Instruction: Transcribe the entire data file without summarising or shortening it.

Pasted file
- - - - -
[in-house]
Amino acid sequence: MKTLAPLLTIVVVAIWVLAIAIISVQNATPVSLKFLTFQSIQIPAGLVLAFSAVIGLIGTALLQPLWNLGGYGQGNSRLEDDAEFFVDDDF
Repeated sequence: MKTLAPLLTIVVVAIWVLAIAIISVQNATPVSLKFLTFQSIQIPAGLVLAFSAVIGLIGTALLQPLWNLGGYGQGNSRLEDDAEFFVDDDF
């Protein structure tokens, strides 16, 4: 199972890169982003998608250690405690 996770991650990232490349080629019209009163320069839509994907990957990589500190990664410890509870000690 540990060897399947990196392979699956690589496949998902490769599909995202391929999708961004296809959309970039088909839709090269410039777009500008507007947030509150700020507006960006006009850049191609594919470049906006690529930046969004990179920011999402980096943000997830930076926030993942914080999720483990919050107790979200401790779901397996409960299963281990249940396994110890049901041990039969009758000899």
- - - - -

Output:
[in-house]
Amino acid sequence: MKTLAPLLTIVVVAIWVLAIAIISVQNATPVSLKFLTFQSIQIPAGLVLAFSAVIGLIGTALLQPLWNLGGYGQGNSRLEDDAEFFVDDDF
Repeated sequence: MKTLAPLLTIVVVAIWVLAIAIISVQNATPVSLKFLTFQSIQIPAGLVLAFSAVIGLIGTALLQPLWNLGGYGQGNSRLEDDAEFFVDDDF
């Protein structure tokens, strides 16, 4: 199972890169982003998608250690405690 996770991650990232490349080629019209009163320069839509994907990957990589500190990664410890509870000690 540990060897399947990196392979699956690589496949998902490769599909995202391929999708961004296809959309970039088909839709090269410039777009500008507007947030509150700020507006960006006009850049191609594919470049906006690529930046969004990179920011999402980096943000997830930076926030993942914080999720483990919050107790979200401790779901397996409960299963281990249940396994110890049901041990039969009758000899």